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FACT FILE - Buy to let in The UK and a brief guide to the 2004 Housing Act

The Buy to let market has been growing considerably in the UK since the mid 1990’s.If you are considering purchasing a second or third property to let out, consider the following: It should be a medium to long term investment – it is no good purchasing a property on a rising market and selling it a couple of years later. You might have made good money on it, but where are you going to get your income from 10-15 years later on? Decide upon the area – Will it be where you live or in a town 200 miles from your home? Contact an experienced letting agent – They know the market – even in the area you live in. The agent should be a member of one of the professional associations in the UK

ARLA – NALS- NAEA – RICS- etc.

Maintenance: Avoid purchasing a property that is likely to cost a lot on maintenance. Has it got flat roofs for example? Finance You should calculate rental and mortgage payments. Take into consideration that there can be rental void periods during the year, rents can go down and mortgage rates increase. Detail The property should be well equipped – kitchens – bathrooms to high specification – tenants have plenty of choice generally in the UK and if your property is not up to standard they won’t rent it. If you are furnishing the property don’t consider second hand furniture. The decoration should be light and neutral colours are best.

You should take into consideration the following:

  • Length of lease, if leasehold
  • Service charge and consents to let from freeholder - Some freeholders in blocks of apartments charge for every consent to let and this can be expensive and although you might be able to offset this against Income Tax, it could eat into your rental income. Check out the lease before purchasing.
  • You should also check out the level of service charges for an apartment. If the property has a lift you will have to pay an equal share of maintenance, even if the apartment you are thinking of buying is on the ground floor.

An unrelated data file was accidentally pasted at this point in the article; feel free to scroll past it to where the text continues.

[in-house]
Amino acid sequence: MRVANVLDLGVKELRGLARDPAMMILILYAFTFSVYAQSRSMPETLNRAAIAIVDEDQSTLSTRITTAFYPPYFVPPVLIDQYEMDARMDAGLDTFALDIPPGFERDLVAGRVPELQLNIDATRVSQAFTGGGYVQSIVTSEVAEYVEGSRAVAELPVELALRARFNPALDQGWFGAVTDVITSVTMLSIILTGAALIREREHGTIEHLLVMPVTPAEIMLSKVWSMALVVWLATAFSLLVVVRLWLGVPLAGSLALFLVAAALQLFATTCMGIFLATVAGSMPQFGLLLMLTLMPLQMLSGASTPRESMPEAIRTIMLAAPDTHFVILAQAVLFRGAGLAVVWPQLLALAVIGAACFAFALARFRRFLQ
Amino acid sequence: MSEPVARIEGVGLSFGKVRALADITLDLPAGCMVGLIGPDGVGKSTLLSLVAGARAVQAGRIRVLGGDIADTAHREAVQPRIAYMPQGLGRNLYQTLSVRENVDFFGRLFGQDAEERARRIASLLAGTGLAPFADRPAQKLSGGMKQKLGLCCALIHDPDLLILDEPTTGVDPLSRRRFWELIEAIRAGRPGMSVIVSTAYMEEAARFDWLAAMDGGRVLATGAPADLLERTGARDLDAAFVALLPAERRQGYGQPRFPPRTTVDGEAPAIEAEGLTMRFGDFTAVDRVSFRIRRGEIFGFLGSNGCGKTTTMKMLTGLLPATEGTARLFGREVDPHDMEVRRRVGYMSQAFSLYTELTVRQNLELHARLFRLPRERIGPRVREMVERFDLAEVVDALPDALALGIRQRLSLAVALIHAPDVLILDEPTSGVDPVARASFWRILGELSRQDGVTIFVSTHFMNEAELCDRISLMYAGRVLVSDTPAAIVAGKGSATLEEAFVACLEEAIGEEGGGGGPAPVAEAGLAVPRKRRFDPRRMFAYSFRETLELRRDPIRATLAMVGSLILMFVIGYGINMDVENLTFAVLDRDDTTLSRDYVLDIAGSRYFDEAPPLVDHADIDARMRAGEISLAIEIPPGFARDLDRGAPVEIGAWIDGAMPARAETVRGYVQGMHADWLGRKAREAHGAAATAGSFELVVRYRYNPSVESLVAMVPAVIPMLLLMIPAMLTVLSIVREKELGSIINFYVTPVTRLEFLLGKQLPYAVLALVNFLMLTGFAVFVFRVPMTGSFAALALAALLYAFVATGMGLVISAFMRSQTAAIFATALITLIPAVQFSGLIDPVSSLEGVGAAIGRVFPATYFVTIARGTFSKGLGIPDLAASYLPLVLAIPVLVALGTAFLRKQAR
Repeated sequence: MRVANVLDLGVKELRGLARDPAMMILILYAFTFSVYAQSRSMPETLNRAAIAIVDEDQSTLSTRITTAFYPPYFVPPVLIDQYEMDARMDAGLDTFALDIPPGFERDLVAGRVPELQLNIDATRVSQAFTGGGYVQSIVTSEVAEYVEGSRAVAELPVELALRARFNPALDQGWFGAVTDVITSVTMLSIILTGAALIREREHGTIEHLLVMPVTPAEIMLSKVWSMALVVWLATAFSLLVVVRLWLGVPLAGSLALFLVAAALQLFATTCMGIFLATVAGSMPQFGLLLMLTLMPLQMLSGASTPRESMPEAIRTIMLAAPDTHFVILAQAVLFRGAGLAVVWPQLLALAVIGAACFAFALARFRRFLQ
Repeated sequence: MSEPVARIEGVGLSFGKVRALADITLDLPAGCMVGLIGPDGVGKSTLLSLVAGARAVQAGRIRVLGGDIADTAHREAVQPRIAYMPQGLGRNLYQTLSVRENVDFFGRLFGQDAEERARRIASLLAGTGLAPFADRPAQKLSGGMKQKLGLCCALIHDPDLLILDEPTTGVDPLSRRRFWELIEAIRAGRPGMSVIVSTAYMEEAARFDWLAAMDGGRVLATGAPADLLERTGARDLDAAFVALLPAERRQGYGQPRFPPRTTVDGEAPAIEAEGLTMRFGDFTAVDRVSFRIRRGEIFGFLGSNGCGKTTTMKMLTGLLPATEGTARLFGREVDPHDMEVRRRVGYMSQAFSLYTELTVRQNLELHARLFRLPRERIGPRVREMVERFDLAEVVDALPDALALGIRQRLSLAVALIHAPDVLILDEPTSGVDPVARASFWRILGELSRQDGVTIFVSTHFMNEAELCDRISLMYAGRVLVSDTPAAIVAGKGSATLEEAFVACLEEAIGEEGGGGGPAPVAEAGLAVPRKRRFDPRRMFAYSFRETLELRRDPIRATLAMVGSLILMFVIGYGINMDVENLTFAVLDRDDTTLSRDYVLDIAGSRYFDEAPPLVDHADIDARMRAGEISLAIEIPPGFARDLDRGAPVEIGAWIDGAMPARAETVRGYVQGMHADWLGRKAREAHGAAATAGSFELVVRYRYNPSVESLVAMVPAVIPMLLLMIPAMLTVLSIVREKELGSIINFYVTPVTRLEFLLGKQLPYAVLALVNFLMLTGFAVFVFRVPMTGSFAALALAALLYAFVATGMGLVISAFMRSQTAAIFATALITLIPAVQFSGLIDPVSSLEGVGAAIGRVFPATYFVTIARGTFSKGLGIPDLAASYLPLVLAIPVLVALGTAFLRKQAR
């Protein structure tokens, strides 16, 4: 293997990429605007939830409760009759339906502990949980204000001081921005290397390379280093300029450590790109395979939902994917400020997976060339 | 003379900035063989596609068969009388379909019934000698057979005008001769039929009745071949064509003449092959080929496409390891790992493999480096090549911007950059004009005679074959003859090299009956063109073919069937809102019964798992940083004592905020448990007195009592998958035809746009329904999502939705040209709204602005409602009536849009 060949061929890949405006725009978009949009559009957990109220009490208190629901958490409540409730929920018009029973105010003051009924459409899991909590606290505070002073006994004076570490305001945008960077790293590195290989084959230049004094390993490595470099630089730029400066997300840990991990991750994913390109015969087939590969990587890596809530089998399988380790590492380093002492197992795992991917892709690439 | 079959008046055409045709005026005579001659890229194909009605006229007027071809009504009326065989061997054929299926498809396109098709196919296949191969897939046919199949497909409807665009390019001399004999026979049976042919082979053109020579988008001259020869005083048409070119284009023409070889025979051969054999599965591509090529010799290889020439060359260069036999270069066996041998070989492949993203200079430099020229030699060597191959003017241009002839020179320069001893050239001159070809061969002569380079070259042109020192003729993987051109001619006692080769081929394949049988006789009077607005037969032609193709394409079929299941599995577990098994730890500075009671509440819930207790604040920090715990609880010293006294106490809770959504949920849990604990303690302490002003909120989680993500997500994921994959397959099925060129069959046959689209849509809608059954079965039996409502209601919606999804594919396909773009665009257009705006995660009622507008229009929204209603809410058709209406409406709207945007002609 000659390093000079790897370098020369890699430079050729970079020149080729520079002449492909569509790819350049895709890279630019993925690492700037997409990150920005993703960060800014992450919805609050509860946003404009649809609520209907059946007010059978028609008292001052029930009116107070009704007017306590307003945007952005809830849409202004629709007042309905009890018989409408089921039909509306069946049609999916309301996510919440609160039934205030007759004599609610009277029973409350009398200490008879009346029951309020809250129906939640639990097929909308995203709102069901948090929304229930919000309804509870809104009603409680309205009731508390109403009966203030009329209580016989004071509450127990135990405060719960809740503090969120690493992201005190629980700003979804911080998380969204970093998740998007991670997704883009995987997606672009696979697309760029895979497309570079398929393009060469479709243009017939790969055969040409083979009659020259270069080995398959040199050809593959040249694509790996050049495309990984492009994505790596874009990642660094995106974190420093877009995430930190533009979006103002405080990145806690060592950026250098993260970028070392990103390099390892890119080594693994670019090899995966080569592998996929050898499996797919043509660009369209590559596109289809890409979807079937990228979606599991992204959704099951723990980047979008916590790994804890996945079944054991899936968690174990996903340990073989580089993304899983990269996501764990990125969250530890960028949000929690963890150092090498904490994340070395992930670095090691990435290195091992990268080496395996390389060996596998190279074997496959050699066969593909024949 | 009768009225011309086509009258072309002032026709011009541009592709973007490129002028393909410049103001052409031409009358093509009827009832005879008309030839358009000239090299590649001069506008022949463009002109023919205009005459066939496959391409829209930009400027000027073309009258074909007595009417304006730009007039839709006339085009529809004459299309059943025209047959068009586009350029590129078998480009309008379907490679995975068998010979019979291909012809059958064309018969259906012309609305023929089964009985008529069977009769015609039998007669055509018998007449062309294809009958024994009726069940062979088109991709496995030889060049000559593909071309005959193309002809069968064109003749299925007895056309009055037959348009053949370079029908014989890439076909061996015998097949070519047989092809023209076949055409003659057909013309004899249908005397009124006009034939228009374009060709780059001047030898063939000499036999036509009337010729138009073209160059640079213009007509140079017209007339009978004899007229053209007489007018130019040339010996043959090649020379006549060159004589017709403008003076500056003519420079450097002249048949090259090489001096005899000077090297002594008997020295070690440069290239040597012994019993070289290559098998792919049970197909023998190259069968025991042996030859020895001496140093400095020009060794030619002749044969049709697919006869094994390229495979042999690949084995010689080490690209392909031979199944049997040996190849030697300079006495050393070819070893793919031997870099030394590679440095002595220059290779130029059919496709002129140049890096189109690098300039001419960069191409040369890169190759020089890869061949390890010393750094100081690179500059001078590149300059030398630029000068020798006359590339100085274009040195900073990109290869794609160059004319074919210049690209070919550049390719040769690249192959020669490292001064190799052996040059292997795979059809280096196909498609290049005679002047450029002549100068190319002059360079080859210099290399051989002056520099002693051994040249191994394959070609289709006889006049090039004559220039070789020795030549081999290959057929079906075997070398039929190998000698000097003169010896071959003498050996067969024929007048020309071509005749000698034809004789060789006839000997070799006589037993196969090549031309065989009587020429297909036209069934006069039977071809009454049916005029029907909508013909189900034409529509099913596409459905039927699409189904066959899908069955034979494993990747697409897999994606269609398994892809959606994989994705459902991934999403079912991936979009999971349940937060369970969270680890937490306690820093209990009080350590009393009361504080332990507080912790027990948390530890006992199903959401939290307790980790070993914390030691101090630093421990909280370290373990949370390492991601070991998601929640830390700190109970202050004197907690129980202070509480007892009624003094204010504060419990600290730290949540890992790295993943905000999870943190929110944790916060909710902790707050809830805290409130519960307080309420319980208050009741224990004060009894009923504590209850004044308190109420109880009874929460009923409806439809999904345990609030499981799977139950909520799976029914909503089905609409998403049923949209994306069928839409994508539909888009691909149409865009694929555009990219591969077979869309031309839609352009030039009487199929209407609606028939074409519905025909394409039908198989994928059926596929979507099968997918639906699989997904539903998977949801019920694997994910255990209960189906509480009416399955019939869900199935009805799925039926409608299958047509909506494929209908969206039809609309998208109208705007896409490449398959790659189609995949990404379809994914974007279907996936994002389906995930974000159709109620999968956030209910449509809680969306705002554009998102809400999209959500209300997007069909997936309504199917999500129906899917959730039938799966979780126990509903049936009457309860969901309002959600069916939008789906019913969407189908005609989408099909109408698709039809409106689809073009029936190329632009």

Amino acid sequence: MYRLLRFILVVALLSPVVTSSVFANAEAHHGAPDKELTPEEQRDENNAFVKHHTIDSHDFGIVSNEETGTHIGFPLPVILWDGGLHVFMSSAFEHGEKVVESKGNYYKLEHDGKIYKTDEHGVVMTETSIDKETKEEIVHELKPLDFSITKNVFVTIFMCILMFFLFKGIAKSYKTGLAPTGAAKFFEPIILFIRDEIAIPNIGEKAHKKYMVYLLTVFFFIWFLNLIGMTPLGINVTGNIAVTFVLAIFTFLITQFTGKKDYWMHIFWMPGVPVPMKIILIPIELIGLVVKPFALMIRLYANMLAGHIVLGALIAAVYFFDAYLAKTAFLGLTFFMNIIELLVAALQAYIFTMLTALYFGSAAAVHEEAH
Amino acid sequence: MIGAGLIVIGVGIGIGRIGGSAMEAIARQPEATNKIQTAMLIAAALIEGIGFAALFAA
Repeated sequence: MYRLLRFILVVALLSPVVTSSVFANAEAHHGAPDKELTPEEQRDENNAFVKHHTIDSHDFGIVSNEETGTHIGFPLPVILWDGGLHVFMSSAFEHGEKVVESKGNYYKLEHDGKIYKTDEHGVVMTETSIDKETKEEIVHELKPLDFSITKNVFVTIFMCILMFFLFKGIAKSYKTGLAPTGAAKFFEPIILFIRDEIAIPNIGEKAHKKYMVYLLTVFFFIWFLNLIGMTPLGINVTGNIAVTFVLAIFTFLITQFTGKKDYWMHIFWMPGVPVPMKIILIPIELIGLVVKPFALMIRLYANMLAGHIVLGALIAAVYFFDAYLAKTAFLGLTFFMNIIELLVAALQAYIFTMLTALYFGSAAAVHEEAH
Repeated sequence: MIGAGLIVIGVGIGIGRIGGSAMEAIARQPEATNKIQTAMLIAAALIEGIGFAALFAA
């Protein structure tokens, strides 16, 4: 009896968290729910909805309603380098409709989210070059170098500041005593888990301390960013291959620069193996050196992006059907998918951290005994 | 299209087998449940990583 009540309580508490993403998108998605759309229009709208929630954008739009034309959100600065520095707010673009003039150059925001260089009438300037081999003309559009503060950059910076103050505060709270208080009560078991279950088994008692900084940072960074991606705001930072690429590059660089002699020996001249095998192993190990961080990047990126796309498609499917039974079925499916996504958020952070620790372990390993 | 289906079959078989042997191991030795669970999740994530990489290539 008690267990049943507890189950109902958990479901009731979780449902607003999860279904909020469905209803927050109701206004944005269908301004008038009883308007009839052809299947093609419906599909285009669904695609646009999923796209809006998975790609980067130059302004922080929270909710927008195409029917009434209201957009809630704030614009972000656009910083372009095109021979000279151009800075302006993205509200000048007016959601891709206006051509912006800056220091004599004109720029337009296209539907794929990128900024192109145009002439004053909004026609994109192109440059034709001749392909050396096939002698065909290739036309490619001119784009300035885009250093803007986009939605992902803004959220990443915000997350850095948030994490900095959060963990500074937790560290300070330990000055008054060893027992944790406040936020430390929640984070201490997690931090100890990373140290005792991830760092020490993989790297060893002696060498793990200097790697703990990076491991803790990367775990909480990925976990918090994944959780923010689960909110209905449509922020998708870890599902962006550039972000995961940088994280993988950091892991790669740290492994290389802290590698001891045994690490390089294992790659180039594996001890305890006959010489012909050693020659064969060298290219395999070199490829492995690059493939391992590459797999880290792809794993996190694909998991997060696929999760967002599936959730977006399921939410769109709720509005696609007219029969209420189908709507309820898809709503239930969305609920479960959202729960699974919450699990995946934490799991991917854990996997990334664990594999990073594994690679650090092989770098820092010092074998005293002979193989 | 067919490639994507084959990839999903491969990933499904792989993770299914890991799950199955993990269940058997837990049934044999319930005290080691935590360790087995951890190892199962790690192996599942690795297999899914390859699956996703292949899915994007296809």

• Developments with indoor pools and saunas might appear attractive, but you might not necessarily achieve a higher rental than in a comparable that does not have those facilities.
  • Location of property
  • Floor level if you are purchasing an apartment
  • Many modern apartments offer a living room, kitchen, double bedroom with en-suite shower room, family bathroom and a small single bedroom. This immediately cuts down the rental potential for two people sharing who want nearly equal size bedrooms.
  • Some developments do not provide parking. Even if a tenant walks or takes public transport to work, from experience the majority of tenants still have cars that they use for leisure and food shopping etc.
  • If you are buying an apartment, try to avoid those that do not have any owner occupiers living there. When there are owner occupiers living on site, they tend to contact the managing agents more regularly if there are problems and ensure that the development generally is being well maintained.
  • Property type - 4 bedroom property should have at least two bathrooms etc.
  • Bungalows might not always be such an attractive proposition as they have often have long gardens and these have to be maintained. Tenants these days do not generally like gardening, so you have to provide a garden service
  • Amount to be spent on the property - New bathroom & Kitchen, decoration levels